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Boras blames Blue Jays brass for attendance drop

CARLSBAD, CALIF.—Famed agent Scott Boras criticized the Blue Jays at the MLB general managers’ meetings Wednesday, blaming the team’s roster construction for a significant dip in attendance this past season.

Boras told reporters in his annual media session that Toronto is suffering from “the Blue Flu,” resulting in empty seats.

There were a lot more empty seats this past season at the Rogers Centre, where total Blue Jays attendance was down by 878,605.
There were a lot more empty seats this past season at the Rogers Centre, where total Blue Jays attendance was down by 878,605.  (Steve Russell / Toronto Star file photo)

“Toronto is a wonderful city. It’s been a great franchise. They’ve drawn three million fans,” Boras said. “They’ve lost near a third of their fan base due to the Blue Flu of not bringing attractive players that their fans find interesting to their market.”

The Blue Jays, who finished fourth in the American League East with a 73-89 record, had a total attendance of 2,325,281 in 2018, down 878,605 from the year before.

Boras, who represents three Blue Jays — right-hander Aaron Sanchez, shortstop Troy Tulowitzki and outfielder Billy McKinney — also took aim at the Miami Marlins. Miami drew an average crowd of 10,014 and saw total attendance drop by 771,910.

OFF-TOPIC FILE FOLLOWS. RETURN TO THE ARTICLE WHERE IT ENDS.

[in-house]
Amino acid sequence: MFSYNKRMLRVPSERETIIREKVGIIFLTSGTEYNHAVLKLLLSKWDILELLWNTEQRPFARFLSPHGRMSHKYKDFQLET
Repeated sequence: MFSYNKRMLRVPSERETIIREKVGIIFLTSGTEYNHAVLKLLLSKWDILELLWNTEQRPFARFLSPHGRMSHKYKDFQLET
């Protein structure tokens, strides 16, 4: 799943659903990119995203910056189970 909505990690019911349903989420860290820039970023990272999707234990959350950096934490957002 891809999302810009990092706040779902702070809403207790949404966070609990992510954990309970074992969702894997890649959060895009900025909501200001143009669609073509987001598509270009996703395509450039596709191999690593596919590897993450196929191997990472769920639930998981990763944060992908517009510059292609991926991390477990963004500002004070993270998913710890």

“The fans of Florida have certainly brought the MIA to Miami,” he said.

Boras has self interest in encouraging spending, wanting fewer clubs to jettison veterans in favour of youth and more handing out lucrative contracts — especially to his clients.

MLB’s average attendance dropped to 28,830 this year, its lowest since 2003 after 14 consecutive seasons topping 30,000, and six ballparks set record lows. Boras connected the drop to non-competitive clubs: There were three 100-loss teams for the second time since 1985 and the first since a record four in 2002. And there were eight 95-loss teams for the first time in big league history.

“The reality of it is, they’re losing their fan base and it costs millions and millions of dollars to rebuild the fan base,” he said.

In other baseball news Wednesday:

  • The season-end offer made by the Washington Nationals to free-agent outfielder Bryce Harper, who turned it down, was worth $300 million U.S. over 10 seasons, according to the Washington Post. Harper is represented by Boras, who is seeking a record contract topping outfielder Giancarlo Stanton’s 13-year, $325 million deal through 2027 — reached with the Miami Marlins, who traded him to the New York Yankees last December. Boras sounded as if he had rehearsed his zingers like a stand-up comedian.

“Certainly Harper’s bazaar has begun,” Boras said. “It’s fashionable. It’s historical. It’s elite. It’s global, certainly. And certainly it has inspirations that deal with great shoes and great hair.”

  • The San Francisco Giants formally introduced Canadian Farhan Zaidi as president of baseball operations. Following four years as Dodgers general manager, Zaidi received a five-year contract and planned to focus on hiring a GM and farm director.